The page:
The Gunk in Windows and How to Deal With It

By Larry Seltzer  |  Posted 2004-03-15 Print this article Print

Over time, Windows systems get like my desk: piled up with miscellaneous nonsense I worked on, but may no longer care about. A new book addresses the task of "Degunking Windows." It's a worthy topic, but the book doesn't do a good job.

Like a lot of you, friends and relatives are always asking me to fix something on their computers. Inevitably, when I get to the thing and start working on it, I do a little bit of cleaning up before I get to the actual problem. Windows is like this. If you dont make a point of keeping it neat and tidy, users and applications will dump all over it. The result can often be security problems or, more likely, something that appears to unsophisticated users as a security problem. After all the worm news these days, when something goes wrong, users will often jump to the not-necessarily accurate conclusion that they have a virus or something like that. Maybe they do, but its not usually the only problem they have.

Joli Ballew and Jeff Duntemann have beaten me to a great idea for a book on this: Degunking Windows from Paraglyph Press. I really wish Id thought of it first. I was also pleased to see that Duntemann, whose programming books and columns I enjoyed back in the 80s, was involved.

I wish I could say I was happy with the book. Experts will disagree with me on some of my criticisms, but I have to say, a lot of the book has less to do with actual degunking than with good habits that should prevent gunk from collecting in the first place. I suppose this is helpful, but its also very ordinary for a Windows book, and some of the advice is not always the best. Much of the book has little or nothing to do with degunking at all.

Heres one example of what I would have liked to see more of. When I clean up a system, the main thing I do is to look carefully at what programs load when Windows starts up. This, to me, is the most important source of information when searching for Windows problems, be they genuine security issues or just plain badly screwed-up systems. The easiest way to do this is to use the System Configuration Utility (Start->Run->MSCONFIG) on the Startup tab. There you will find a list of programs and checkboxes to turn them off.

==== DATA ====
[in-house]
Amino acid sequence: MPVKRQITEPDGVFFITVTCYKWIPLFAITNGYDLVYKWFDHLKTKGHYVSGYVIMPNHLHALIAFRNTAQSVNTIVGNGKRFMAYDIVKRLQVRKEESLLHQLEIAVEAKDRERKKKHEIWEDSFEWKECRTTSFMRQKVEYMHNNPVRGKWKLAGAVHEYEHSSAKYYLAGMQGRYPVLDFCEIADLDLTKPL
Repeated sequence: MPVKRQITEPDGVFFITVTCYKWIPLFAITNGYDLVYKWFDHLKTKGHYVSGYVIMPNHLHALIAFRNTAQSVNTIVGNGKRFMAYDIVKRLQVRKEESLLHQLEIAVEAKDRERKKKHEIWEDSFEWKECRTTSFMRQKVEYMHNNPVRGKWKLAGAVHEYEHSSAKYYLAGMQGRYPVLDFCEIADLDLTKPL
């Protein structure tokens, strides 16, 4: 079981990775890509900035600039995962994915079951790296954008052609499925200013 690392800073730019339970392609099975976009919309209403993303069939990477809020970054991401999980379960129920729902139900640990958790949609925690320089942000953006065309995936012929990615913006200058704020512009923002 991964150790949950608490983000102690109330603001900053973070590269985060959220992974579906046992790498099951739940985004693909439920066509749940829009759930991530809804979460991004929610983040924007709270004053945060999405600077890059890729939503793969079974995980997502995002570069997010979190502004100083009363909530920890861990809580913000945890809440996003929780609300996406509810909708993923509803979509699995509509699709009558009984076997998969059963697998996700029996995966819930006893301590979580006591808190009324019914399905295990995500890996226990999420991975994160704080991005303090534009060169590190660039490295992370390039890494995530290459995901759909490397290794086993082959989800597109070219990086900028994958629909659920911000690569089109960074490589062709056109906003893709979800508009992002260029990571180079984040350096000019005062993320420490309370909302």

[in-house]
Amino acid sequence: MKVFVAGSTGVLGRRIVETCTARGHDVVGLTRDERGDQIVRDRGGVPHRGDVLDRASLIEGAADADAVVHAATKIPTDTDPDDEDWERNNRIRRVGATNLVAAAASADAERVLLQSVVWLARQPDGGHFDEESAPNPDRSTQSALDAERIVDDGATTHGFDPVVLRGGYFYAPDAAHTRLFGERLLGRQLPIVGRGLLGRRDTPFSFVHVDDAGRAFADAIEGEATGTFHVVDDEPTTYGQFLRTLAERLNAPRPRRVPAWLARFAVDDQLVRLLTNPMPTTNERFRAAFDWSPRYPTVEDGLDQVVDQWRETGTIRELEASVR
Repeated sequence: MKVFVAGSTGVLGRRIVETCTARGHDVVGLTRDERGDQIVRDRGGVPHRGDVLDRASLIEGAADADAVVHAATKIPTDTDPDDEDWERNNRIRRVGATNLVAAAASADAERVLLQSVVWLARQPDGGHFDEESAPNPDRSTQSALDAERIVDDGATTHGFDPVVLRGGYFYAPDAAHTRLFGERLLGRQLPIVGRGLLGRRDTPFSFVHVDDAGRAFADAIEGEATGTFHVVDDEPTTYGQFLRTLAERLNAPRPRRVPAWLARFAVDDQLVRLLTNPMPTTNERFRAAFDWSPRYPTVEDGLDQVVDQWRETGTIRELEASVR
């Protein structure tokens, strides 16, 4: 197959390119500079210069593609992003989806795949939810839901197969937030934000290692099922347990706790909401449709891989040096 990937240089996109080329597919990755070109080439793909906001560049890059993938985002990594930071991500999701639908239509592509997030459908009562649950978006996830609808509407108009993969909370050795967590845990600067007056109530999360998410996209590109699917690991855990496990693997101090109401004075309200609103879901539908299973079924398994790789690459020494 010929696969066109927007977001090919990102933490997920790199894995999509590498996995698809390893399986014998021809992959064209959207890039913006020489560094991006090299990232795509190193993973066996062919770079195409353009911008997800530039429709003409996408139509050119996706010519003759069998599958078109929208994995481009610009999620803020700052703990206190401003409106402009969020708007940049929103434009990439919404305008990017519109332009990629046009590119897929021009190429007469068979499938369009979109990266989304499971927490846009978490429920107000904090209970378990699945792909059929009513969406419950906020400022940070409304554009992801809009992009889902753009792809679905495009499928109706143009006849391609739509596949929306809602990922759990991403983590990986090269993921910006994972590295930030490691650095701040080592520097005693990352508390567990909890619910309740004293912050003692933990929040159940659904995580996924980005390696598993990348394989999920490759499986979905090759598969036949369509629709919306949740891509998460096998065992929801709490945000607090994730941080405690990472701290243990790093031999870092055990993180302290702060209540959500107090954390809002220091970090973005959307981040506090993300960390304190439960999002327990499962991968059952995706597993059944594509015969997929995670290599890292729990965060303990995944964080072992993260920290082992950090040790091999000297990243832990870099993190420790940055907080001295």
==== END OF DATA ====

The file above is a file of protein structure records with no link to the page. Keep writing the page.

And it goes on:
Its not an easy job. First, the System Configuration Utility itself is badly in need of some enhancement. It presents a lot of information, but the stupid window is not resizable! You end up scrolling left and right a lot and resizing its three columns, which show program name, actual command executed and the location from which it was run.

The information can be difficult to read. Often its impossible to tell from the name of a program or the directory it comes from just what exactly that program does. Is it a virus or part of your antivirus software? There are things you can do to find out, like find the executable itself and examine the attributes, or Google the file name, but doing this correctly requires experience. And a really nasty, malicious program could monitor changes like this, reinserting itself whenever you attempt to remove it.